New York City Health Atlas

Injury ER Visits

Compare This Metric

Description

Number of emergency room visits for injuries, poisonings, or accidents.


Calculation

Number of ER visits for injuries per 1,000 population.


Source

Statewide Planning and Research Cooperative System (SPARCS) Outpatient Data, 2011-2013.


Years of Data

2011-2013


Additional Resources

City Wide Average

76.0

Census Tract 1029900 Average

107.3

Averages

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76.0 City-Wide
65.8 Manhattan
107.3 Tract

Census Tract 1029900

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Injury ER Visit Rate Population (2011-2013)
All 107.3 12,904

Sex

Female 104.5 7,059
Male 151.5 5,843

Race/Ethnicity

Asian/Pacific Islander 155.2 116
Black 91.1 3,042
Hispanic 65.9 9,361
White 892.2 269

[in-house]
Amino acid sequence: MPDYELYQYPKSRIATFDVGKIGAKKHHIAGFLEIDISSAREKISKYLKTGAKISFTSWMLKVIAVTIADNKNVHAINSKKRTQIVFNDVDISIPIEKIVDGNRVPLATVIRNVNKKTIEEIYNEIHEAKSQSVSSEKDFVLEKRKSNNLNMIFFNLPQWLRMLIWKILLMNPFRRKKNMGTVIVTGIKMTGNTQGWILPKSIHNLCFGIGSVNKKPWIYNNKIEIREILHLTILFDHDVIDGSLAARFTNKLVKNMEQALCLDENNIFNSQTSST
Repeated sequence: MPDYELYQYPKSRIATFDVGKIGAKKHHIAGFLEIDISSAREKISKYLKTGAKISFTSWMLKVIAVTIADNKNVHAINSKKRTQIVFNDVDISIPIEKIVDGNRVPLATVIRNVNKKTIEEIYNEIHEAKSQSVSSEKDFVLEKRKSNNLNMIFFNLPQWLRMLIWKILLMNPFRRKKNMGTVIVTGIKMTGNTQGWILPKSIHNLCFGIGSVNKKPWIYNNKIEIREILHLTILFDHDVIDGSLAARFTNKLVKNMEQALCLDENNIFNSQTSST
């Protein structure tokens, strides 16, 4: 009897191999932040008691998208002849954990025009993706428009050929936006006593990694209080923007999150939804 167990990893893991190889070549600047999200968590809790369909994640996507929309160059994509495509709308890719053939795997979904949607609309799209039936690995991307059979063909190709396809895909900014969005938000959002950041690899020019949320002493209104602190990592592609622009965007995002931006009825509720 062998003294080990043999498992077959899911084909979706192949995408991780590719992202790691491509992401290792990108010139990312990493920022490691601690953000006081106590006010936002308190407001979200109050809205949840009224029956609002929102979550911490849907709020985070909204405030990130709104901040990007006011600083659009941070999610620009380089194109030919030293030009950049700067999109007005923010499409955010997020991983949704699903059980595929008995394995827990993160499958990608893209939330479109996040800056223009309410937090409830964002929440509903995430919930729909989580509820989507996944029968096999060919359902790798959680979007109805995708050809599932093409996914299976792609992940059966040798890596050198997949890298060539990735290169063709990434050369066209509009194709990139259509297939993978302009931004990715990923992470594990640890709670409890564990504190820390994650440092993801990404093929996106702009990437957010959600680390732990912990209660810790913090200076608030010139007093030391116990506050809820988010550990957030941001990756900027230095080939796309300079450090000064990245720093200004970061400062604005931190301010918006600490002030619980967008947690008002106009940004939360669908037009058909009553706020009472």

Age

0-14 years 97.2 2,871
15-24 years 132.1 1,772
25-34 years 176.1 1,374
35-44 years 85.6 1,846
45-54 years 111.8 1,512
55-64 years 80.4 1,753
65-74 years 95.9 928
75+ years 89.4 817
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Correlation Is Not Causation

In statistics, correlation is a measure of association between two numeric variables. The strength of correlation between two variables is represented by the correlation coefficient, represented by the abbreviation r. Correlation coefficients range between -1 to 1.

Though the correlation coefficient indicates the strength of an association, it does not provide information about whether the change in one variable is caused by the other.

For example, if the correlation between adult smoking prevalence and child poverty is 0.7—a strong correlation—we cannot say either that adult smoking causes child poverty or, inversely, that child poverty causes smoking. We only know that as one of these variables increases, the other tends to increases.